I have to disagree here too; I could care less about diversity. Again, it’s the best match for the job that matters. If all those people tend to come from India or The Dominican Republic or the south of Manhattan, I don’t care. It may be politically correct to yell diversity, and I do believe cultural diversity in a company provides strength and knowledge you can use, but diversity for its own sake isn’t a priority for me. I don’t even care or look at people’s names when I first see their resumes, much less gauge where they’re from in terms of nationality or culture. If they’re commutable and they can do the job well, those are my only requirements. If that gets me diversity, cool. If not, cool.
Building a candidate pipeline
Again, building a pipeline makes more sense in an agency. In a corporate setting it only makes sense in higher turnover positions. We all have limits on our time and resources, building a pipeline of candidates to fill positions in departments that have had near zero turnover, and with positions can generally be filled on demand, is a waste of time and money.
If you need a constant source of something, water for example, then you build a pipeline. If however you only need a glass of water every now and then, you walk to the stream on an as needed basis. The cost of not having a pipeline has to outweigh the cost of building it before it makes sense to build it. And again, it makes much more sense in an agency setting to build that pipeline because you are responsible for manufacturing the demand for your product. That is not the case in a corporate setting. It would certainly make my job easier to have pipelines for every possible job that might surface which I’d have to fill, it would also cost a shitload more money and take way more time than I have, rather than prioritizing and dealing with some jobs that way, and others on an as needed basis.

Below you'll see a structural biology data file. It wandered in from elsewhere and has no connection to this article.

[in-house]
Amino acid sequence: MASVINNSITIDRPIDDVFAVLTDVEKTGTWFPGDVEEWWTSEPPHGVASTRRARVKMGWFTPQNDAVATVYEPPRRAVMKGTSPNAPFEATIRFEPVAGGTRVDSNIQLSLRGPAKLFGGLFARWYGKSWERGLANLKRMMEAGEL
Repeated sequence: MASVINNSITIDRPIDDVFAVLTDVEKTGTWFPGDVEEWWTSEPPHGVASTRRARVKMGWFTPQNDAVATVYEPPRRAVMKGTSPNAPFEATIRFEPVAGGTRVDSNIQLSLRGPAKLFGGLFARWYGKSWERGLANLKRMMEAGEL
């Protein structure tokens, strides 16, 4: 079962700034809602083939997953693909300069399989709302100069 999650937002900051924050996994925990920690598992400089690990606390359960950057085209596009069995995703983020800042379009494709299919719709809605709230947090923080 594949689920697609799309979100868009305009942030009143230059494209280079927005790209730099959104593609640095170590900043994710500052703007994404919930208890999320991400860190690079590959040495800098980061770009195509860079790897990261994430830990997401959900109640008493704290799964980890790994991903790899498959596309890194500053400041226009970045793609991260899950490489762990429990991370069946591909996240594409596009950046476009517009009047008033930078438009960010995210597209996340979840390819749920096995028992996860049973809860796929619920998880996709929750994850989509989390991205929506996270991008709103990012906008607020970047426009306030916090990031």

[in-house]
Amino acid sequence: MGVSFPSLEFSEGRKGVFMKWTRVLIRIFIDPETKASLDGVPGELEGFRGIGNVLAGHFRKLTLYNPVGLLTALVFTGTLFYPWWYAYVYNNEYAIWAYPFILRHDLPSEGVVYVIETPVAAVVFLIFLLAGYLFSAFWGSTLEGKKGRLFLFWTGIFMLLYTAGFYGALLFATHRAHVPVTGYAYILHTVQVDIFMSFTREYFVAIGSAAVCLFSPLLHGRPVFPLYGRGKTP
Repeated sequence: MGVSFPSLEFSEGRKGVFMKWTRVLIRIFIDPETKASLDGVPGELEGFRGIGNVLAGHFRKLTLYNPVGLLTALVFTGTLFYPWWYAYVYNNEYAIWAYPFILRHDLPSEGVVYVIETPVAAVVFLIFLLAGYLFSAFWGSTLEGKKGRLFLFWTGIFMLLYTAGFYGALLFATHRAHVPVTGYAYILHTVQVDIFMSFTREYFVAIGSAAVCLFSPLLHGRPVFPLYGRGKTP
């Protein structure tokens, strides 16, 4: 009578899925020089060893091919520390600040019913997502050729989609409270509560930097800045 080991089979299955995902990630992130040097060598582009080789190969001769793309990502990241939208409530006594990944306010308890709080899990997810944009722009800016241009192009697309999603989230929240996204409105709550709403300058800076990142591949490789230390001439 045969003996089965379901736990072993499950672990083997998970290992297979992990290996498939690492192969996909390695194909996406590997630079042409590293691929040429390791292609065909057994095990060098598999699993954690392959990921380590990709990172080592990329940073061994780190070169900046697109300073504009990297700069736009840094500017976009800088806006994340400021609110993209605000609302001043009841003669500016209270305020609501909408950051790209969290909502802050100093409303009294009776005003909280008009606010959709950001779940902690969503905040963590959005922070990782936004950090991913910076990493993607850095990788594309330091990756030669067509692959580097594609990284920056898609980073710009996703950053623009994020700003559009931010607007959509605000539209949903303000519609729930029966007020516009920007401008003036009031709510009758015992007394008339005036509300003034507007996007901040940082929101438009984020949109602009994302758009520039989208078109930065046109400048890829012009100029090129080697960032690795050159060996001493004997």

Global recruiting – while RINOs only have U.S. recruiting capabilities, exceptional recruiters find the best talent everywhere in the world and include them in their candidate slates. When appropriate, the best recruiters convince hiring managers to allow global and high-impact candidates who won’t relocate to work remotely.